The February issue

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Fig recipes

Figs. We can't get enough of them. Here are a few sweet and savoury ways to add them to your summer spread.

Australia's best rieslings

We’re spoilt for variety – and value – in Australia when it comes to good riesling. Max Allen picks the top 20 from a fine crop.

Top Australian chefs to follow on Instagram in 2017

A lot has changed since we first published our pick of the best chefs to follow on Instagram (way back in the dark ages of 2013). Here’s who we’re double-tapping on the photo-sharing app right now.

Curtis Stone's strawberry, elderflower and brioche summer puddings

"Think of this dessert as a deconstructed version of a summer pudding, with thinly sliced strawberries macerated in elderflower liqueur and layered between slices of brioche," says Stone. "A dollop of whipped cream on top is a cooling counterpoint to the floral flavours."

Christine Manfield recipes

As the '90s dawned, darling chefs were pushing the boundaries of cooking in this country. A young Christine Manfield, just starting out at this heady time, soon became part of the generation that redefined modern Australian cuisine. She shares some of her timeless signatures from the era.

Most popular recipes summer 2017

Counting down from 20, here are this summer's most-loved recipes.

Sleep in a Grampians olive grove this autumn

Under Sky are popping up with a luxe camping hotel experience at Mount Zero Olives this April.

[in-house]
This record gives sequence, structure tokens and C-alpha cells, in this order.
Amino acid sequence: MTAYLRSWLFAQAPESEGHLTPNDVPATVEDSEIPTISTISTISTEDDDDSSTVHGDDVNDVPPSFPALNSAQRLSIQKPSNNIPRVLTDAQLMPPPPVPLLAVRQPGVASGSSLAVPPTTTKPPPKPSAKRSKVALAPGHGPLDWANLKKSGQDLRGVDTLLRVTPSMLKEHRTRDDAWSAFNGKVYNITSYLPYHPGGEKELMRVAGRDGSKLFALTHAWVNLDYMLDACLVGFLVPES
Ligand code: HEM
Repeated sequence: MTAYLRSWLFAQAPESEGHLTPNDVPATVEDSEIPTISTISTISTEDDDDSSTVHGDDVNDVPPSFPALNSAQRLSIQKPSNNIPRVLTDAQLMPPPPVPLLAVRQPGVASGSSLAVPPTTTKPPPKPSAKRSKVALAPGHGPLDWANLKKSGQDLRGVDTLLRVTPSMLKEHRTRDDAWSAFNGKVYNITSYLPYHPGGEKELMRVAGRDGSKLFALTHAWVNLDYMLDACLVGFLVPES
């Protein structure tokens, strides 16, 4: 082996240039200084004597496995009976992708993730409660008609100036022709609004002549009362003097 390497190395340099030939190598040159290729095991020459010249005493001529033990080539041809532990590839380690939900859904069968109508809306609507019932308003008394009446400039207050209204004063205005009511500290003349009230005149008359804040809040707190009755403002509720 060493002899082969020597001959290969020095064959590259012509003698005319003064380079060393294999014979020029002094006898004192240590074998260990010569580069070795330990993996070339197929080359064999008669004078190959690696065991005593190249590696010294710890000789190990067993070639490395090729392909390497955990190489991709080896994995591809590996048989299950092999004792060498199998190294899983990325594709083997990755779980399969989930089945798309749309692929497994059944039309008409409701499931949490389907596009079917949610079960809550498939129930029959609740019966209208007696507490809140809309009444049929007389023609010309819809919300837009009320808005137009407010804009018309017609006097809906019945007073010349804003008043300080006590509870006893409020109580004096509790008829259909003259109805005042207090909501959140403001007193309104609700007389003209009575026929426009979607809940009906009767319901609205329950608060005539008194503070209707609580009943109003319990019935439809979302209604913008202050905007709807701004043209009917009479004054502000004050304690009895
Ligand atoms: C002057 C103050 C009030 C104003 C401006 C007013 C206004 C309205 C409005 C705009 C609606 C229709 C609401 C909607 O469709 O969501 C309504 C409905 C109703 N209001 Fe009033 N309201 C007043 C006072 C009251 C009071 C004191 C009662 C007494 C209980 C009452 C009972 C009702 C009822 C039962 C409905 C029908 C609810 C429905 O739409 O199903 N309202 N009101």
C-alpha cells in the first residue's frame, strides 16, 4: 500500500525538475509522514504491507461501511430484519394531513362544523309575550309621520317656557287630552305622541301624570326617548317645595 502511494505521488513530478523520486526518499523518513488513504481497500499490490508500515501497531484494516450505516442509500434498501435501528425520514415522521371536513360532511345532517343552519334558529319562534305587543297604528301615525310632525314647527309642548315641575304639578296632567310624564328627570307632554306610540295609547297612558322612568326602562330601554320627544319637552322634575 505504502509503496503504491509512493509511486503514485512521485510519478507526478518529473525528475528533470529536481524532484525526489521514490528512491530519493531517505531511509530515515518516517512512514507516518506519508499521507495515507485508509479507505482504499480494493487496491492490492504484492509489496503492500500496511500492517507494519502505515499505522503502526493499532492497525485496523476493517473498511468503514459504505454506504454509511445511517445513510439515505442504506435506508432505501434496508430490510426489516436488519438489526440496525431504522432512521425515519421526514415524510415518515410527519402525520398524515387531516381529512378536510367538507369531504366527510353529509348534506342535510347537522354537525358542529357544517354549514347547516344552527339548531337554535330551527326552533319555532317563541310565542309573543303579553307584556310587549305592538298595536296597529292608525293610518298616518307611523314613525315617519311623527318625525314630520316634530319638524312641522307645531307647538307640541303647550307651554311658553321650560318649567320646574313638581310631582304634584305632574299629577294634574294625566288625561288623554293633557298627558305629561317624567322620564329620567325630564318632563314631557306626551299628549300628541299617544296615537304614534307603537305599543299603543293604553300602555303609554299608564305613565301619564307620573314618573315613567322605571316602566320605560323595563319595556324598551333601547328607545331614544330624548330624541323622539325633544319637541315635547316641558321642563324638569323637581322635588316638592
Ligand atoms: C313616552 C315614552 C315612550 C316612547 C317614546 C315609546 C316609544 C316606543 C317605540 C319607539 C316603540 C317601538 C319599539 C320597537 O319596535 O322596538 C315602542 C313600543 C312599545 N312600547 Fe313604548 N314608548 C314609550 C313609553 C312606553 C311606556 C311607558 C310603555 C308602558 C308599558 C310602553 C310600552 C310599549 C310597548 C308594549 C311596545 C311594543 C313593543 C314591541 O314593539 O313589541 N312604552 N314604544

Chorizo hotdogs with chimichurri and smoky red relish

A hotdog is all about the condiments. Here, choose between a smoky red capsicum relish or the bright flavours of chimichurri, or go for a bit of both.

Roast goose breast


"I thought it might be nice to celebrate Christmas this year with one of my favourite birds - the good old goose," says Strode. "I just love the extra flavour and richness you get with geese. Get your geese about a week before Christmas to get organised - you'll be able to serve up cracking fare that you can prep well in advance and then relax with everyone else on the day. You can easily substitute with two large ducks with exactly the same cooking times and methods." Start preparing the geese two days before Christmas.

You'll need

2 geese, or ducks (about 2.3kg each) For brushing: vegetable oil To garnish: watercress

Method

  • 01
  • Remove the legs from the goose to use for goose confit. Remove the neck, wishbone and backbone of each carcass and reserve for goose gravy. You will be left with the goose breasts on the frame (see note).
  • 02
  • Heat a large steamer over a saucepan of boiling water, wrap each goose breast in a clean tea towel and tie at each end with string, then steam, covered, for 8 minutes (if your steamer isn’t big enough do this in batches). Remove breasts from steamer, unwrap, place on a tray and refrigerate uncovered overnight for skin to dry.
  • 03
  • Preheat oven to 220C. Remove geese from fridge 45 minutes before roasting to bring to room temperature. Heat a large ovenproof non-stick or cast-iron frying pan over medium-high heat, brush goose skin with oil and sear skin-side down until browned (2-3 minutes). Place geese skin-side up, transfer pan to oven and roast until cooked to your liking (15 minutes for medium-rare). Remove and rest in a warm place (20 minutes).
  • 04
  • To serve, cut breasts from frames and return to oven to warm through (2 minutes). Discard frames or reserve for stock. Carve each breast diagonally into thin slices. Place on a warm platter, garnish with watercress and serve.

Note If you're not feeling brave, ask your butcher to prepare the geese for you.


At A Glance

  • Serves 6 people
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At A Glance

  • Serves 6 people

Drink Suggestion

Dawson and James Chardonnay from Tasmania is a medium to full-bodied white with plenty of delicate baking spice and a fresh finish. A beautiful grenache from the southern Rhône Valley such as Pignan Châteauneuf du Pape is an elegant red option, with depth and spice.

Featured in

Dec 2014

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